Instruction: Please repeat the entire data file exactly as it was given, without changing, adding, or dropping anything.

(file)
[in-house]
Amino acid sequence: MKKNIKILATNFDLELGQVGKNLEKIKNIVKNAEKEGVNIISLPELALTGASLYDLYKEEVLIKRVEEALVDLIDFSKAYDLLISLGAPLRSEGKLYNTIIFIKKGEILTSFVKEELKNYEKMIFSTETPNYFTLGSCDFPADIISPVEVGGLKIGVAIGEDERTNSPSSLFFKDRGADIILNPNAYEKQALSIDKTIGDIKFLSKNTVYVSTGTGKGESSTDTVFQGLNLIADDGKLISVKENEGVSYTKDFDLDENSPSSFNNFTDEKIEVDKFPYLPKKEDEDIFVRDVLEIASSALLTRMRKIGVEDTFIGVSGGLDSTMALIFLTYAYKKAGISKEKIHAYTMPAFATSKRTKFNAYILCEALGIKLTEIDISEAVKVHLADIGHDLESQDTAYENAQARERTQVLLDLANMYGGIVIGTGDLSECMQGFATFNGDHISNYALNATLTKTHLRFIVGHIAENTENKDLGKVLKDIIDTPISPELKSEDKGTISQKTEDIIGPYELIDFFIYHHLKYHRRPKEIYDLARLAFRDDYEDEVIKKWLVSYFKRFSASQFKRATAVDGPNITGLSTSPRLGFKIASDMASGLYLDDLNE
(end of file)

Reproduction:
[in-house]
Amino acid sequence: MKKNIKILATNFDLELGQVGKNLEKIKNIVKNAEKEGVNIISLPELALTGASLYDLYKEEVLIKRVEEALVDLIDFSKAYDLLISLGAPLRSEGKLYNTIIFIKKGEILTSFVKEELKNYEKMIFSTETPNYFTLGSCDFPADIISPVEVGGLKIGVAIGEDERTNSPSSLFFKDRGADIILNPNAYEKQALSIDKTIGDIKFLSKNTVYVSTGTGKGESSTDTVFQGLNLIADDGKLISVKENEGVSYTKDFDLDENSPSSFNNFTDEKIEVDKFPYLPKKEDEDIFVRDVLEIASSALLTRMRKIGVEDTFIGVSGGLDSTMALIFLTYAYKKAGISKEKIHAYTMPAFATSKRTKFNAYILCEALGIKLTEIDISEAVKVHLADIGHDLESQDTAYENAQARERTQVLLDLANMYGGIVIGTGDLSECMQGFATFNGDHISNYALNATLTKTHLRFIVGHIAENTENKDLGKVLKDIIDTPISPELKSEDKGTISQKTEDIIGPYELIDFFIYHHLKYHRRPKEIYDLARLAFRDDYEDEVIKKWLVSYFKRFSASQFKRATAVDGPNITGLSTSPRLGFKIASDMASGLYLDDLNE